And in the case they do for experimentation, the soldering job is not out of reach of someone that knows how to use a soldering iron: just unscrew the controller from the plate to give you more fiddle room and voila !

I can confirm that there is enough place for the header to be soldered while the controller is installed on a board (tested on my F77).
Although to plug some wires you may need to unscrew the controller and move it away from the plate to give you a little room for this operation.

Yes you are totally right, I have absolutely no idea on how this could be done for the moment :smiley:

My strategy would be first to see how QMK firmware reacts when the firmare is running with no USB connectivity. Will it hang or with it execute its logic while not sending data to a non existent USB bus ?

Then look at QMK source code to find ways to hook into the system for the PS2 logic.
Will we need a custom QMK source code for that or can it be done just in the keyboard specific code ?

If none of the attempts are succesfull this would be the path to take, although this is a huge task to to and we could question the validity of the approach.
Ideally we’d want the PS2 connected keyboard to use most of the QMK logic to benefit from the layers, macros, and other nice features already available into QMK.
You’d want to configure your keyboard with VIAL while the keyboard is connected to USB, then when it is done plug it using PS2.

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Actually no, I’m not working on that. :slight_smile: My project is to make a stable and full-featured default firmware for Xwhatsit-based Model F LLC boards, including Vial support and all the trimmings (that I can manage to fit into 32K of ROM and 1K of RAM; heh!). Others have been working on upstreaming the pandrew capsense code. In my case, at least for the moment, the goals of getting pandrew’s code into the official QMK repository run counter to my short-term goals, because the current ‘master’ QMK branch is too bloated for me to be able to squeeze it into the constraints of the poor ATmega32U2 micro with pandrew + Vial + extra features like Mousekeys and such. Once the older QMK branch I am working off of is able to support all of the various Model F Labs keyboard models, then I’ll start looking at what can be done to move to more current QMK and Vial versions.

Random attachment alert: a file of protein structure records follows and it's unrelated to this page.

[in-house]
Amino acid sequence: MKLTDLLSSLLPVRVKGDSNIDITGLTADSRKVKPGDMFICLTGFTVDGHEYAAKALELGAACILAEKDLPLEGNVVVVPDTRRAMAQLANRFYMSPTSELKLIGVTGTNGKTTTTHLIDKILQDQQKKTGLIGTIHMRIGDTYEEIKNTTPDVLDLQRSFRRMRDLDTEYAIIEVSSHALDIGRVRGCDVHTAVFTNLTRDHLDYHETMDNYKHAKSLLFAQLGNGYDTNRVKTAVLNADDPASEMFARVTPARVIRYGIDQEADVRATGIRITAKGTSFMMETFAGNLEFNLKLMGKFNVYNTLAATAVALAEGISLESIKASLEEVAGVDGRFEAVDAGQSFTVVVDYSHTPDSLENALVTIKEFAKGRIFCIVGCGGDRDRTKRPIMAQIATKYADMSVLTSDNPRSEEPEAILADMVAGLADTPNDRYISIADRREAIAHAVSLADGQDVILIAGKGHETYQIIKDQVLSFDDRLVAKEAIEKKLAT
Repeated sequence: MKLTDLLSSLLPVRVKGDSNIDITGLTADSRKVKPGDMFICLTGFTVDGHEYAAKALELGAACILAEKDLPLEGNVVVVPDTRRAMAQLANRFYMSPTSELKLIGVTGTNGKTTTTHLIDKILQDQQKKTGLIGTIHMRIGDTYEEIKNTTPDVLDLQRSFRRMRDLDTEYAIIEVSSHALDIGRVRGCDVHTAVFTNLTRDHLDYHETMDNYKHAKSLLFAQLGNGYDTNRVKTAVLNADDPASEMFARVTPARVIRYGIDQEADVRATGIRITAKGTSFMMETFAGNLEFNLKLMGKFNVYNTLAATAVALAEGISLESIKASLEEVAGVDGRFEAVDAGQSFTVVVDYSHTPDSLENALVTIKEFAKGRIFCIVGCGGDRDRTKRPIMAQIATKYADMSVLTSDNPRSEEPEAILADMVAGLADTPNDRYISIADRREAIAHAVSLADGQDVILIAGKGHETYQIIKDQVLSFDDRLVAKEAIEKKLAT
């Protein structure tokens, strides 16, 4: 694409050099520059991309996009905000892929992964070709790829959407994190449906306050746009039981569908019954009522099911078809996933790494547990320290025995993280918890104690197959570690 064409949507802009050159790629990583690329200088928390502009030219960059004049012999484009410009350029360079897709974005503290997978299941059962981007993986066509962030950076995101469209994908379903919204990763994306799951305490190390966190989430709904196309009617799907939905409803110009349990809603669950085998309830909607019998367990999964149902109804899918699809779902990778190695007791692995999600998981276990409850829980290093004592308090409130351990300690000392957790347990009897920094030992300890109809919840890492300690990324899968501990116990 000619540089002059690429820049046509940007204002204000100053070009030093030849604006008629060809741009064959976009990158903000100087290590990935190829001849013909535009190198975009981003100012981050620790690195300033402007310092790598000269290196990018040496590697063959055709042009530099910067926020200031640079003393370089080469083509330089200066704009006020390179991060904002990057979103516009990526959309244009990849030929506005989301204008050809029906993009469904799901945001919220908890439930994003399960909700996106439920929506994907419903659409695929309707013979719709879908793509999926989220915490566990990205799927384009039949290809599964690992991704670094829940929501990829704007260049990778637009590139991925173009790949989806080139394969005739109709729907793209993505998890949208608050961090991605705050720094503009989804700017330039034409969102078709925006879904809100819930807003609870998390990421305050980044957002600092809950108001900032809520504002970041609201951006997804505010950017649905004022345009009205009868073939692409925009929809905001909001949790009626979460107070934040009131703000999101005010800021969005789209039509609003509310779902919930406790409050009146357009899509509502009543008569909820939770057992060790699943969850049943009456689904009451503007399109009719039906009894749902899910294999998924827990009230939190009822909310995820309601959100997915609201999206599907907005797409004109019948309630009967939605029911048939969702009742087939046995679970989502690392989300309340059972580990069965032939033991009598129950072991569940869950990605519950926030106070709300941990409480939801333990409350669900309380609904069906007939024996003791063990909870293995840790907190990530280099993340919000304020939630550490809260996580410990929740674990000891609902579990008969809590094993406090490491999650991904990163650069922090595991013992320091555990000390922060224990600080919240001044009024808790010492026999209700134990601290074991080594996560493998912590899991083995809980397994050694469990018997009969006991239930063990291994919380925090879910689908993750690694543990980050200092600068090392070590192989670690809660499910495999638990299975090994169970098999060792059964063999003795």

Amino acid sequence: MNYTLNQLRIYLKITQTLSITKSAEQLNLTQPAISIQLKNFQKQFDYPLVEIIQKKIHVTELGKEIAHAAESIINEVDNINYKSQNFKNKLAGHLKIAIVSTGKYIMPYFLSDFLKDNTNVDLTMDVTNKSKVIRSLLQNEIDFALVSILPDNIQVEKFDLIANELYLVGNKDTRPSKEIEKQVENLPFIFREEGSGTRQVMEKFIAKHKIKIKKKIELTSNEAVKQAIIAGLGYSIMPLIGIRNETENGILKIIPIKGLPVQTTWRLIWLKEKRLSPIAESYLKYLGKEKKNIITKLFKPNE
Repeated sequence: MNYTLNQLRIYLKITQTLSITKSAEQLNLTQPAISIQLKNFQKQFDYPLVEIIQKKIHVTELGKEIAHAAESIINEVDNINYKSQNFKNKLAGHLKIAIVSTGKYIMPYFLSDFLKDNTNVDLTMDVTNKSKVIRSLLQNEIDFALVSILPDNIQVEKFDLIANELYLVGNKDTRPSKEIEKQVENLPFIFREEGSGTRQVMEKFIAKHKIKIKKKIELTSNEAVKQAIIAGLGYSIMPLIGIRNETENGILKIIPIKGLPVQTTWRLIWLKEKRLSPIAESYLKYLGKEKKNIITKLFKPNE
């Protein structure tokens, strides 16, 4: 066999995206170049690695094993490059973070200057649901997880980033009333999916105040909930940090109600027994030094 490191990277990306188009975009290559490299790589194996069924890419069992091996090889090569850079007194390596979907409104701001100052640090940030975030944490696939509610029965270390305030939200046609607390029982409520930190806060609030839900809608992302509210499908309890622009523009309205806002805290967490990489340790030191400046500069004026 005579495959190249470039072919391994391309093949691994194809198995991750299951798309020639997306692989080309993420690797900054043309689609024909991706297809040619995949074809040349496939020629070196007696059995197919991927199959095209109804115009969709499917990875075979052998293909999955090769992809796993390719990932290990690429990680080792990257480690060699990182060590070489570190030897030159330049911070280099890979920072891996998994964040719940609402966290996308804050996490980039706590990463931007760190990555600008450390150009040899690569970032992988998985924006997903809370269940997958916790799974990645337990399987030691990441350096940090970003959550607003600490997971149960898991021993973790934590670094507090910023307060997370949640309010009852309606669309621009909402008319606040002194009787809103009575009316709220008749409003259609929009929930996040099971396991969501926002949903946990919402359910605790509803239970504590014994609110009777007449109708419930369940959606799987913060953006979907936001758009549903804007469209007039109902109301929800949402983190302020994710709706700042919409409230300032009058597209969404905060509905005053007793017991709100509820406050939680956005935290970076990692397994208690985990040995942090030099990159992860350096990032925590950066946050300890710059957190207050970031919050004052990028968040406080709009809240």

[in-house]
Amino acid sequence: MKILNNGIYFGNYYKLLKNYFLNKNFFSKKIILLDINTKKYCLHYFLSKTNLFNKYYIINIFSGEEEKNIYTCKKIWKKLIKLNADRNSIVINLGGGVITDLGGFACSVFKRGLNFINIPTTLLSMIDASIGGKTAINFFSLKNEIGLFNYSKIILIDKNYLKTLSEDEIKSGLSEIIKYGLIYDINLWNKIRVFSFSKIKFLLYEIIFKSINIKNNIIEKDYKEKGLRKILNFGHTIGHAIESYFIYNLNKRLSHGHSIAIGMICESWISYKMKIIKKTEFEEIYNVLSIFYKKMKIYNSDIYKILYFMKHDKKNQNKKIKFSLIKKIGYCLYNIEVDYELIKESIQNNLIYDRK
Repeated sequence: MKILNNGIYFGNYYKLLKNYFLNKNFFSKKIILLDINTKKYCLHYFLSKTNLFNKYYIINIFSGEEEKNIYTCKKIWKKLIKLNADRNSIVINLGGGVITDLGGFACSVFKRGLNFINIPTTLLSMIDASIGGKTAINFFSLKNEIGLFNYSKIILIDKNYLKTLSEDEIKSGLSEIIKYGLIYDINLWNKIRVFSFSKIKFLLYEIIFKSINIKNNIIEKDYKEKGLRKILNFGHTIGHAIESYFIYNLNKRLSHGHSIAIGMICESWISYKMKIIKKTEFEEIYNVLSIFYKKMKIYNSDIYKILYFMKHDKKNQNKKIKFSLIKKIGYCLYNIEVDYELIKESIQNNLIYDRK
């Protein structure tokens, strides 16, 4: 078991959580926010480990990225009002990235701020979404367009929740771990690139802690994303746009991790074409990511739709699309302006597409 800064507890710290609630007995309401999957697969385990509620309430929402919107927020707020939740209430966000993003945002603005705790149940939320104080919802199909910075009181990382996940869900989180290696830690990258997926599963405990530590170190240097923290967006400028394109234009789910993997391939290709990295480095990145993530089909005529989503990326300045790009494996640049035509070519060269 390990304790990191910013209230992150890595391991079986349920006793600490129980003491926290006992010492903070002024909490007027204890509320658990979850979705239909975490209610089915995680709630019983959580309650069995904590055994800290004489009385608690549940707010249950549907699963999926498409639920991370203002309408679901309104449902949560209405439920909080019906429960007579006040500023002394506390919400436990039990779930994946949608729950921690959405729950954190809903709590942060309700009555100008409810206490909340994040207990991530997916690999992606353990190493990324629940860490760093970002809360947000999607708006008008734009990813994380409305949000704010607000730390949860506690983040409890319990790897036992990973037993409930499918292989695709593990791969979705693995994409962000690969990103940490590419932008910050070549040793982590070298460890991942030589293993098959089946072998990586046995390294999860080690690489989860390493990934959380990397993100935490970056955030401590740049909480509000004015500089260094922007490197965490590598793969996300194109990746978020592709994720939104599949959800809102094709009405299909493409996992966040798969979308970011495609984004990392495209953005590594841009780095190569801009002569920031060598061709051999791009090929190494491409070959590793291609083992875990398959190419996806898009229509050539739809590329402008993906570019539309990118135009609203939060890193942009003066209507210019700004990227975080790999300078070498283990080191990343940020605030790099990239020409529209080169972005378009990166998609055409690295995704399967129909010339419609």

But working on this has definitely made me cheer your project on, because the AVR platform’s limits are really starting to show themselves!

I personally think this is a huge mistake, even bigger than leaving off the SWD header. I have needed to open up my New F77 keyboard many times into order to short the “PROG” pads in order to engage AVR USB-DFU bootloader, when a bad firmware has “soft-bricked” my keyboard. It can take me 2-3 attempts sometimes, and whenever I have to do this, I curse the lack of a simple button!

Having an actual button instead of exposed pads is a huge user experience upgrade for when a firmware update goes wrong. And similarly, having JTAG/ISP/SWD headers available would make rescuing a controller from more of a “hard-brick” scenario actually possible, whereas for 99% of customers, if the bootloader gets corrupt or overwritten, they can’t honestly be expected to break out the soldering iron. Their options at that point are limited to sending the keyboard for repairs to somebody who knows what they’re doing, which is a HUGE inconvenience, not to mention waste of shipping $, risk of damage to keyboard in transport, and so on.

Extremely short-sighted in my opinion to shave off a few pennies…the trade-off is nowhere worth it. Perhaps I will talk to Ellipse about this. Perhaps at the very least he might consider to stock some Leyden Jar controllers that have both reset buttons and SWD headers on them for extra $, and maybe even offer an “upgrade” option to one of these at the time of keyboard purchase, so it already comes pre-installed in the keyboard. At least that would be better than not having the option at all!

Wish I had some ideas for you on the PS/2 front! Sadly I haven’t studied the USB side of QMK intimately enough to be able to tell you how easy or difficult it will be to plug-in a different device protocol mode or not.

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Arg, my mistake …

Looks like the limited ATmega32U2 is giving more difficulties that I was expecting.